Warning of sickness bug as schools prepare to reopen

Teachers and families have been urged to take precautions to reduce outbreaks of the winter sickness bug as schools prepare to reopen their doors to pupils next week.

Thursday, 26th August 2021, 5:21 pm
Updated Thursday, 26th August 2021, 5:22 pm

As coronavirus restrictions have eased, health officials have been alerted to a surge in norovirus outbreaks, particularly in nurseries and child care settings.

A report by Public Health England (PHE) warns that further rises could be seen in coming months.

Now schools in England are preparing to return for the autumn term, PHE has urged people to follow simple steps to reduce the risk of getting the bug.

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Teachers and families have been urged to take precautions

Dr Lesley Larkin, surveillance lead for the Gastrointestinal Pathogens Unit at PHE, told the PA news agency: “We have seen increases in norovirus cases as Covid-19 restrictions have eased and people mix more.

“As children head back to school next week, it’s important to remember simple steps we can all take to limit the spread of this unpleasant bug and reduce the chances of outbreaks.

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“As with Covid-19, handwashing is really important to help stop the spread of this bug, but remember, unlike for Covid-19 alcohol gels do not kill off norovirus so soap and water is best.”

Earlier in the summer, routine surveillance detected a rise in outbreaks of the vomiting bug, particularly in early year educational settings.

Cases started to increase in June and have been “notably higher” in under fives, PHE said.

During July cases were “43% higher than the average of the previous five seasons prior to the emergence of Covid-19”, PHE said.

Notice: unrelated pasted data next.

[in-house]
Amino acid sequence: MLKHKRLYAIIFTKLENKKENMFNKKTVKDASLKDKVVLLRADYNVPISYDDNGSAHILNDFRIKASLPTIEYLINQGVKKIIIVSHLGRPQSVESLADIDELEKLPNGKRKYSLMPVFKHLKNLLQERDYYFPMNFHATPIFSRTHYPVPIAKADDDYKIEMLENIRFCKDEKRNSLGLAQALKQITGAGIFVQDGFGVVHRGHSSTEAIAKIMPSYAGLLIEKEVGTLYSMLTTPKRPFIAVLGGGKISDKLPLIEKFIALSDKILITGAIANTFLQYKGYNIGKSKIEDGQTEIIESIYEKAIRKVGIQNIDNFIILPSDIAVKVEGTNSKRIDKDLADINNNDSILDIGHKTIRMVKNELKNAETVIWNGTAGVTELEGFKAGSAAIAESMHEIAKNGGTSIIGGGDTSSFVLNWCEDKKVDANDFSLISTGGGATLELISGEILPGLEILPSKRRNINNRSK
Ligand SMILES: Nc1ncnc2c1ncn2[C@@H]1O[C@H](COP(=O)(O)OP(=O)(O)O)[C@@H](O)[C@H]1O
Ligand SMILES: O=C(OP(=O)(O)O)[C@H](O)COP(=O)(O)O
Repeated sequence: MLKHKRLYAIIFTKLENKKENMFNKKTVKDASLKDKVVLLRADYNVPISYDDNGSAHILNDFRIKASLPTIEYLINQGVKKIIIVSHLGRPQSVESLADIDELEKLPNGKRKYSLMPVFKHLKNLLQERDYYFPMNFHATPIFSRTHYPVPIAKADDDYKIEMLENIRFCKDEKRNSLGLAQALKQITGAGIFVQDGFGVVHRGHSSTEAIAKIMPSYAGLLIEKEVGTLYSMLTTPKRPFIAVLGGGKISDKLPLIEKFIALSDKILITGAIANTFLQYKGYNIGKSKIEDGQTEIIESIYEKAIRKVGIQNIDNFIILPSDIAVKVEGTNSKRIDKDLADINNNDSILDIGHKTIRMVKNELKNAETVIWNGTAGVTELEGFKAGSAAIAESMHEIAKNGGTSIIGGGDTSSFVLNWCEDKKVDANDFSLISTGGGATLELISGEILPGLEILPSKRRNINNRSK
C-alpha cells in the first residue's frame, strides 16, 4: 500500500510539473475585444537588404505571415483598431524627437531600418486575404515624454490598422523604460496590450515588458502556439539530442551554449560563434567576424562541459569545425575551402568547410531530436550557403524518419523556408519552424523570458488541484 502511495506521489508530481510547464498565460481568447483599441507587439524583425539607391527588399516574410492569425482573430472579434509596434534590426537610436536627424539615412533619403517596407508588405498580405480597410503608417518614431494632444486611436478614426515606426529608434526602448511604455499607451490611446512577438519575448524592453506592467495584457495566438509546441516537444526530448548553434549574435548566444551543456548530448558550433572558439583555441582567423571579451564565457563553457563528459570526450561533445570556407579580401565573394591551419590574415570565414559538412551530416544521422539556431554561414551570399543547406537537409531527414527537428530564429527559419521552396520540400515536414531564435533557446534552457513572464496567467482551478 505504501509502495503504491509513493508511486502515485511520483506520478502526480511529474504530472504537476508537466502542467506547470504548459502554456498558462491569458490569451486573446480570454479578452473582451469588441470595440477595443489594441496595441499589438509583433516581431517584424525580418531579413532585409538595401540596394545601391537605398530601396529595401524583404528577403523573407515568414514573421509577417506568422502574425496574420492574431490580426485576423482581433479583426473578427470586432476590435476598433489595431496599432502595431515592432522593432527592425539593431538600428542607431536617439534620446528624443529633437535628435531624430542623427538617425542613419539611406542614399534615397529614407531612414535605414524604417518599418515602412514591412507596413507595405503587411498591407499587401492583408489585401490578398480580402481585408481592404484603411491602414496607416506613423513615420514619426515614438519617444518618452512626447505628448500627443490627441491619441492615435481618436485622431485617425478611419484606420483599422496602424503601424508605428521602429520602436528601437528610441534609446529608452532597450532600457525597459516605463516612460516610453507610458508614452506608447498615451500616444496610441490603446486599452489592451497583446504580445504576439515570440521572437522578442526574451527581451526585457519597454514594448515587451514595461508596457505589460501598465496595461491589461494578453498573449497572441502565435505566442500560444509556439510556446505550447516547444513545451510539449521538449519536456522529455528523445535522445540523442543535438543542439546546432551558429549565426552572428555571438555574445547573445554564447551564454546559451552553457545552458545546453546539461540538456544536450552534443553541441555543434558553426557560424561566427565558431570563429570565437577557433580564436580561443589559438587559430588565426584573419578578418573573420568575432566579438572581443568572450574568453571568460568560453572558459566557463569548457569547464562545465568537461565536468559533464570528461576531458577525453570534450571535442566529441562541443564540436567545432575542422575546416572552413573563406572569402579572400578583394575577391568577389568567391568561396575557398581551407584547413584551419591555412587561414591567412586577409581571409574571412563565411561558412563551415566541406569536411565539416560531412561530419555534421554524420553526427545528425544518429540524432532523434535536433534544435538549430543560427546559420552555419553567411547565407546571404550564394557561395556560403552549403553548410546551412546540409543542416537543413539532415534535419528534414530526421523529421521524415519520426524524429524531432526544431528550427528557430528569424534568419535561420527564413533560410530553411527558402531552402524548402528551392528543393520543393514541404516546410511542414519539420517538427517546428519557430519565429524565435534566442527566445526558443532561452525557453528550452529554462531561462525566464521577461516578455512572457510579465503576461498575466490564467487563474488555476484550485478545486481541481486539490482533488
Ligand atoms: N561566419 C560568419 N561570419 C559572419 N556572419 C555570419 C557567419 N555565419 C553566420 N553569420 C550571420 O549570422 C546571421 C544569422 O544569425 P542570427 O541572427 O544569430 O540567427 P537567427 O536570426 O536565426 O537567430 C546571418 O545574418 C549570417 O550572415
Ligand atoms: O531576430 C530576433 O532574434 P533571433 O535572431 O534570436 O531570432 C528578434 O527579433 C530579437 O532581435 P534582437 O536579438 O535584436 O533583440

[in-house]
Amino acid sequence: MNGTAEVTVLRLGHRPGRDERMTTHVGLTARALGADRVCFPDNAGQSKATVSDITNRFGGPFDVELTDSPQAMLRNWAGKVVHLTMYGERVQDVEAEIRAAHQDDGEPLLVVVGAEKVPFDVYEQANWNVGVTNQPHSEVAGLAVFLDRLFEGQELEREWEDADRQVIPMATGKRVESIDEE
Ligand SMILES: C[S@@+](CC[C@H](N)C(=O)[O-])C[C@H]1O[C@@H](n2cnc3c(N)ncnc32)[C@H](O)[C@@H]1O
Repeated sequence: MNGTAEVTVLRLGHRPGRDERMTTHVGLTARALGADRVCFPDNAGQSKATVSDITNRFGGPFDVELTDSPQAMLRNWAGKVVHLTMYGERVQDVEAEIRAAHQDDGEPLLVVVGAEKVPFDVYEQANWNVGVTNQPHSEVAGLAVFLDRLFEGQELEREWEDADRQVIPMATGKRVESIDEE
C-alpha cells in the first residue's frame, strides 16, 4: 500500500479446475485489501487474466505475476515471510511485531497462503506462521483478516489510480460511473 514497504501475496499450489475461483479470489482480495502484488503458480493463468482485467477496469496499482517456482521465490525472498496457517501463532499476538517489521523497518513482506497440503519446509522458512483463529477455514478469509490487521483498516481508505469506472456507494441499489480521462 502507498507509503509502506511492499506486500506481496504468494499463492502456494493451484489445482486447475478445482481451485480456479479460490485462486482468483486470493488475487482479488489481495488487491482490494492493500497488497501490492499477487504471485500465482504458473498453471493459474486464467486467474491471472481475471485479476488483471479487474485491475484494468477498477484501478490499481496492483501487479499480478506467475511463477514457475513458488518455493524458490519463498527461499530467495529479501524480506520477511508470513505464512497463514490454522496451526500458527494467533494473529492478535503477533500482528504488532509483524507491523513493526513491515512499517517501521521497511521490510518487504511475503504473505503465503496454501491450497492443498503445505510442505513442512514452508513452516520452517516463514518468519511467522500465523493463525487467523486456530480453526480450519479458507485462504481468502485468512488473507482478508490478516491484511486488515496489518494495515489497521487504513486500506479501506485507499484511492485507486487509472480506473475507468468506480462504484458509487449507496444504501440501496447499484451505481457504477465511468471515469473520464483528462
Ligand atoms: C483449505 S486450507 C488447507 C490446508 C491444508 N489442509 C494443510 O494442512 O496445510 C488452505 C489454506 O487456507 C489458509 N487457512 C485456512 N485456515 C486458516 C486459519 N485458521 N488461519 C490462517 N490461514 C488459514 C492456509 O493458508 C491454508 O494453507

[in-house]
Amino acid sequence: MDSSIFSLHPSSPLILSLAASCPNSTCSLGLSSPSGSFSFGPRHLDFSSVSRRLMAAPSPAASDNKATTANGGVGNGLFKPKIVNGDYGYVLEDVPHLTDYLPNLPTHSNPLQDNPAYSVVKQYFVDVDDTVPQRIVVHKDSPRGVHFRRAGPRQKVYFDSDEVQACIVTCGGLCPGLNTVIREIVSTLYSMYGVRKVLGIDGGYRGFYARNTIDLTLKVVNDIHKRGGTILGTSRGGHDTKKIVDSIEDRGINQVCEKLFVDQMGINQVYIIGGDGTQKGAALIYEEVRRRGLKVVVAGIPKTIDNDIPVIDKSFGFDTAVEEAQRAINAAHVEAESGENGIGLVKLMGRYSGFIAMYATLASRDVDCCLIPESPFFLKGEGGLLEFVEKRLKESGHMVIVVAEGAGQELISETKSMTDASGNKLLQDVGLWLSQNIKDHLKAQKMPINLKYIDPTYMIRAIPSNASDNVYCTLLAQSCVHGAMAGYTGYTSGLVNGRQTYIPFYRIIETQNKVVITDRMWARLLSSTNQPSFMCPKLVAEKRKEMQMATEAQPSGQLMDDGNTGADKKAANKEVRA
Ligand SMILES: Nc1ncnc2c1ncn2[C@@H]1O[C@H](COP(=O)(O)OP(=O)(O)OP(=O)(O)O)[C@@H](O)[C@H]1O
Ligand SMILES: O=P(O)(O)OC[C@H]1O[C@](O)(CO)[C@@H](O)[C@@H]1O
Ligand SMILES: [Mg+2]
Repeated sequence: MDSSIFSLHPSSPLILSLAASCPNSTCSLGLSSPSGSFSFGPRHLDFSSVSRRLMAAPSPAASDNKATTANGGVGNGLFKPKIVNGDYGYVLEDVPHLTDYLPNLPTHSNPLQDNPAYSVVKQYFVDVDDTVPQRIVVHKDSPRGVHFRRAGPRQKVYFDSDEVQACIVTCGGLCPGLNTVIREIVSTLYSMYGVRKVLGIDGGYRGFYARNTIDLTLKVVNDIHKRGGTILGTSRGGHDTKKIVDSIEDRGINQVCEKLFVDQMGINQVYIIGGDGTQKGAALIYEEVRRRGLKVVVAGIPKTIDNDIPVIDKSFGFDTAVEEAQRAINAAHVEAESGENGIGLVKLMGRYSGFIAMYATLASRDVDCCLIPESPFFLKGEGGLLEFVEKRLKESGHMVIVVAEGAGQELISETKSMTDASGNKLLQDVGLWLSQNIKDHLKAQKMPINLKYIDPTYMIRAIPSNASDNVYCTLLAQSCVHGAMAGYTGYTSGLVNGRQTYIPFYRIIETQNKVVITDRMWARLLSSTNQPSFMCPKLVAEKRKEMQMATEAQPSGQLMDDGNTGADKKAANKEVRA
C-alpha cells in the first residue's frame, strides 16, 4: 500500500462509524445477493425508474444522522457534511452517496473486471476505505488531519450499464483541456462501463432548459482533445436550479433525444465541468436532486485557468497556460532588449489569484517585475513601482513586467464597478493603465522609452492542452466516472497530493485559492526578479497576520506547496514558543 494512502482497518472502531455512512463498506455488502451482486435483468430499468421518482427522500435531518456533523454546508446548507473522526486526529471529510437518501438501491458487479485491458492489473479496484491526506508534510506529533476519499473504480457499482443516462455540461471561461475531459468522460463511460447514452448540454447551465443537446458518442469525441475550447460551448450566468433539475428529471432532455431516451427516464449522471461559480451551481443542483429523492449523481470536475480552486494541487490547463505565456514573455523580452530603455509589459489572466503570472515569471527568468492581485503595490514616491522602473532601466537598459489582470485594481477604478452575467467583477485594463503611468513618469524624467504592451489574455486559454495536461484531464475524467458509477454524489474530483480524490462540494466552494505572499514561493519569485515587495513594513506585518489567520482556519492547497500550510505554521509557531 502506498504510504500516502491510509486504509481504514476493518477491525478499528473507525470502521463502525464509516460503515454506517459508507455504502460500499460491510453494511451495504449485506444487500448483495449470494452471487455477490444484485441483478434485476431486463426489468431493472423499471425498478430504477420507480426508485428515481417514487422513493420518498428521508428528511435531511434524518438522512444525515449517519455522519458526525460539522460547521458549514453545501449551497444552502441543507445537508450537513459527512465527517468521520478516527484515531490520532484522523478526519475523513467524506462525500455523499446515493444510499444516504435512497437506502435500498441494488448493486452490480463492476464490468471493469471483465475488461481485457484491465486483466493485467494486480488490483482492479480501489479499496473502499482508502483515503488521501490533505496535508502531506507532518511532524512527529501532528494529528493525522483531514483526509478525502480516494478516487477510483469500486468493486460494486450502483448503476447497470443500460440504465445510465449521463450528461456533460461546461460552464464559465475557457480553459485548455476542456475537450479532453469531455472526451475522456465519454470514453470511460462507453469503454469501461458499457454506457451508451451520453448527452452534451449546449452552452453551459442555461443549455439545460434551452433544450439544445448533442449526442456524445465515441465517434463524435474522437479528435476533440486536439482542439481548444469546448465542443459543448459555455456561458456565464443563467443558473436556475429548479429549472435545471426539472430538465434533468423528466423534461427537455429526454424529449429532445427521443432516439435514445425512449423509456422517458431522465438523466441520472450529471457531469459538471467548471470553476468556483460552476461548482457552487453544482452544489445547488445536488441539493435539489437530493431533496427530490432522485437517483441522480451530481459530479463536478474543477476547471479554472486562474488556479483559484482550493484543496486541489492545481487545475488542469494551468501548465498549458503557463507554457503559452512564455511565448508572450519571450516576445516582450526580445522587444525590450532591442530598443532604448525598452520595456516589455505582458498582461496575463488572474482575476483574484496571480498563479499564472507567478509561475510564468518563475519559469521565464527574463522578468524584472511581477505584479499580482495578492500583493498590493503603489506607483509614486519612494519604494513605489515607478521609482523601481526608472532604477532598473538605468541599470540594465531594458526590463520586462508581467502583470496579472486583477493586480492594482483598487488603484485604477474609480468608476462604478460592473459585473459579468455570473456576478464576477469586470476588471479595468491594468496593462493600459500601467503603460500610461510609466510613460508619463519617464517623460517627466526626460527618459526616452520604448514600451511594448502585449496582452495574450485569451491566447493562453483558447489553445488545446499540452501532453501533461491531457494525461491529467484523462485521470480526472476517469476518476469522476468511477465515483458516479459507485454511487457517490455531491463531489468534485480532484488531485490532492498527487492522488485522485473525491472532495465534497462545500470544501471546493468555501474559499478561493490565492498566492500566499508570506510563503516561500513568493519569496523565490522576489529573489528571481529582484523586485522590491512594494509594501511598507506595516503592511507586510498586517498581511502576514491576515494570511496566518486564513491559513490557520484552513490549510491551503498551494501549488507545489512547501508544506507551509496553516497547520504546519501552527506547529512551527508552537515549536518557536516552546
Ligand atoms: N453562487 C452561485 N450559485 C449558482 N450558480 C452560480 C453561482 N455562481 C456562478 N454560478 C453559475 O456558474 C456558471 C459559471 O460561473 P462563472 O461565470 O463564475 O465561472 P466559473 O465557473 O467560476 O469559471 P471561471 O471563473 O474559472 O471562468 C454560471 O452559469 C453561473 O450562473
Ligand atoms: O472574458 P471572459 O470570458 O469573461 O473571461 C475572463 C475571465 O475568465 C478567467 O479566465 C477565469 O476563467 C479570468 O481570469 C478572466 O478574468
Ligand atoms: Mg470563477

Geoff Barton, general secretary of the Association of School and College Leaders (ASCL), told PA: “There is certainly a risk that an increase in Covid infections and other winter illnesses will disrupt education and it is crucial that the Government is ready to provide additional support to schools and colleges to manage the situation if necessary.”

Addressing the possible resurgence of winter bugs, he added: “It is certainly something which needs to be carefully monitored and once again emphasises the importance of the Government getting on top of the issue of ventilation in schools as this is a good way of preventing bugs in general.

“We’re pleased the Government is providing carbon dioxide monitors but it must also be prepared to put investment into ventilation systems where they are needed.”

Norovirus is highly infectious and causes vomiting and diarrhoea but usually passes in a couple of days.

It is easily transmitted through contact with infected individuals or contaminated surfaces.

PHE’s five top tips to “beat the bug” include:

– If you have symptoms then stay at home until 48 hours after symptoms stop.

– Frequent handwashing with soap – alcohol gels do not kill norovirus.

– Enhanced cleaning after a person has been sick.

– Affected people should avoid cooking and preparing meals for 48 hours after symptoms have stopped.

– Wash any clothing or bedding using detergent and at 60C.

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